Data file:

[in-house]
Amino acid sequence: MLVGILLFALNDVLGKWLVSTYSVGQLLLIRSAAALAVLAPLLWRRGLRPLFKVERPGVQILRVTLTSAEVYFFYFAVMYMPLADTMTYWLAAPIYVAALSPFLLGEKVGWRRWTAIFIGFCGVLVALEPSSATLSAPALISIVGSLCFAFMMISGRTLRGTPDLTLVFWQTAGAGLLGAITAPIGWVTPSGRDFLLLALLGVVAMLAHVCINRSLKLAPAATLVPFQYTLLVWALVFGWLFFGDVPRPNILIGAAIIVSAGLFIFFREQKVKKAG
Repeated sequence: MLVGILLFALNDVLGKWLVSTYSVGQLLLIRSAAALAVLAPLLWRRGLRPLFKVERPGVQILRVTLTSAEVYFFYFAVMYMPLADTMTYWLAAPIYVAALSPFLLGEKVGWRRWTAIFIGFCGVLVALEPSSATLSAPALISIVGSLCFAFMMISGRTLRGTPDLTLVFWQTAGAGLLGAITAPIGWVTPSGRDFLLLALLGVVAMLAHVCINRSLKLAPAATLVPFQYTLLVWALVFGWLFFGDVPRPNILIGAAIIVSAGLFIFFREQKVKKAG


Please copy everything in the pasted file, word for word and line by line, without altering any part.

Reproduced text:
[in-house]
Amino acid sequence: MLVGILLFALNDVLGKWLVSTYSVGQLLLIRSAAALAVLAPLLWRRGLRPLFKVERPGVQILRVTLTSAEVYFFYFAVMYMPLADTMTYWLAAPIYVAALSPFLLGEKVGWRRWTAIFIGFCGVLVALEPSSATLSAPALISIVGSLCFAFMMISGRTLRGTPDLTLVFWQTAGAGLLGAITAPIGWVTPSGRDFLLLALLGVVAMLAHVCINRSLKLAPAATLVPFQYTLLVWALVFGWLFFGDVPRPNILIGAAIIVSAGLFIFFREQKVKKAG
Repeated sequence: MLVGILLFALNDVLGKWLVSTYSVGQLLLIRSAAALAVLAPLLWRRGLRPLFKVERPGVQILRVTLTSAEVYFFYFAVMYMPLADTMTYWLAAPIYVAALSPFLLGEKVGWRRWTAIFIGFCGVLVALEPSSATLSAPALISIVGSLCFAFMMISGRTLRGTPDLTLVFWQTAGAGLLGAITAPIGWVTPSGRDFLLLALLGVVAMLAHVCINRSLKLAPAATLVPFQYTLLVWALVFGWLFFGDVPRPNILIGAAIIVSAGLFIFFREQKVKKAG